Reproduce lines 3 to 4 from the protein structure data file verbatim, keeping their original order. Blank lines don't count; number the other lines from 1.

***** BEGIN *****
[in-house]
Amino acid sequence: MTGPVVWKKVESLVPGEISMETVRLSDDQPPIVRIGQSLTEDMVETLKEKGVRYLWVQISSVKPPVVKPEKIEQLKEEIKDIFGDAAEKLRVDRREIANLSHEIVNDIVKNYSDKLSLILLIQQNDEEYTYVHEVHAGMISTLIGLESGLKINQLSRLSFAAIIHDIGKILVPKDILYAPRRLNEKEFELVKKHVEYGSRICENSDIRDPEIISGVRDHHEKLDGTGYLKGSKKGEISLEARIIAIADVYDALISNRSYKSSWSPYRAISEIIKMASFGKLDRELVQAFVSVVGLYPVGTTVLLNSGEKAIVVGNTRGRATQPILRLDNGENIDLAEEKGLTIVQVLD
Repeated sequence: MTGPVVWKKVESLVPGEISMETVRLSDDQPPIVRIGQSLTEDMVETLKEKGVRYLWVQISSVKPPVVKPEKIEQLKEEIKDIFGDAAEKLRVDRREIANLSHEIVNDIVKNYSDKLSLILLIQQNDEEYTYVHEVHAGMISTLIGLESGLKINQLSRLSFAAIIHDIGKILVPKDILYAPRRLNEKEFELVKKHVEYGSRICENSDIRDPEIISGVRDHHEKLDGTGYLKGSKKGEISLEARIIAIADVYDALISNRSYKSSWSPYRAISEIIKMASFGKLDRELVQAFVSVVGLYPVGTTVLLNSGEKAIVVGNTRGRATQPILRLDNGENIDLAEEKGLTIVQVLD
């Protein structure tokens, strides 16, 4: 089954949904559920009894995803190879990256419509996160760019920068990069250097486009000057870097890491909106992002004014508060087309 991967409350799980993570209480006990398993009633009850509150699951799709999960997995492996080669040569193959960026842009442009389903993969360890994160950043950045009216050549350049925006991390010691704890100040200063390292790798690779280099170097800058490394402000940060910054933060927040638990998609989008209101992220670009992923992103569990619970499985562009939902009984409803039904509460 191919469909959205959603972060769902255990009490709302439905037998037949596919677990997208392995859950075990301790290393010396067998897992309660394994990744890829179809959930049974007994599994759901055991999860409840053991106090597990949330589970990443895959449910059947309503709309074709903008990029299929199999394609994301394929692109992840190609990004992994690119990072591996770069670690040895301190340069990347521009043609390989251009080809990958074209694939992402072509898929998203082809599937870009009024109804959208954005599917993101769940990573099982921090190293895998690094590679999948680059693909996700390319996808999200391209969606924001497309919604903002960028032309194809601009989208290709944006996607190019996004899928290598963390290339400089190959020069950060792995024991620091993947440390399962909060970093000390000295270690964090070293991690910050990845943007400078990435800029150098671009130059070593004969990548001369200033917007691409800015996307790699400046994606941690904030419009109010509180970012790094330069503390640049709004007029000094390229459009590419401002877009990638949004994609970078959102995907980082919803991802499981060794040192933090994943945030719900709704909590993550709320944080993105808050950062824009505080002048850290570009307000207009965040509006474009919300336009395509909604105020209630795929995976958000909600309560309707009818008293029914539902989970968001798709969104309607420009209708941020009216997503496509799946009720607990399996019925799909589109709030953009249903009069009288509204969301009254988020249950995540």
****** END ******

Repeated sequence: MTGPVVWKKVESLVPGEISMETVRLSDDQPPIVRIGQSLTEDMVETLKEKGVRYLWVQISSVKPPVVKPEKIEQLKEEIKDIFGDAAEKLRVDRREIANLSHEIVNDIVKNYSDKLSLILLIQQNDEEYTYVHEVHAGMISTLIGLESGLKINQLSRLSFAAIIHDIGKILVPKDILYAPRRLNEKEFELVKKHVEYGSRICENSDIRDPEIISGVRDHHEKLDGTGYLKGSKKGEISLEARIIAIADVYDALISNRSYKSSWSPYRAISEIIKMASFGKLDRELVQAFVSVVGLYPVGTTVLLNSGEKAIVVGNTRGRATQPILRLDNGENIDLAEEKGLTIVQVLD
């Protein structure tokens, strides 16, 4: 089954949904559920009894995803190879990256419509996160760019920068990069250097486009000057870097890491909106992002004014508060087309 991967409350799980993570209480006990398993009633009850509150699951799709999960997995492996080669040569193959960026842009442009389903993969360890994160950043950045009216050549350049925006991390010691704890100040200063390292790798690779280099170097800058490394402000940060910054933060927040638990998609989008209101992220670009992923992103569990619970499985562009939902009984409803039904509460 191919469909959205959603972060769902255990009490709302439905037998037949596919677990997208392995859950075990301790290393010396067998897992309660394994990744890829179809959930049974007994599994759901055991999860409840053991106090597990949330589970990443895959449910059947309503709309074709903008990029299929199999394609994301394929692109992840190609990004992994690119990072591996770069670690040895301190340069990347521009043609390989251009080809990958074209694939992402072509898929998203082809599937870009009024109804959208954005599917993101769940990573099982921090190293895998690094590679999948680059693909996700390319996808999200391209969606924001497309919604903002960028032309194809601009989208290709944006996607190019996004899928290598963390290339400089190959020069950060792995024991620091993947440390399962909060970093000390000295270690964090070293991690910050990845943007400078990435800029150098671009130059070593004969990548001369200033917007691409800015996307790699400046994606941690904030419009109010509180970012790094330069503390640049709004007029000094390229459009590419401002877009990638949004994609970078959102995907980082919803991802499981060794040192933090994943945030719900709704909590993550709320944080993105808050950062824009505080002048850290570009307000207009965040509006474009919300336009395509909604105020209630795929995976958000909600309560309707009818008293029914539902989970968001798709969104309607420009209708941020009216997503496509799946009720607990399996019925799909589109709030953009249903009069009288509204969301009254988020249950995540």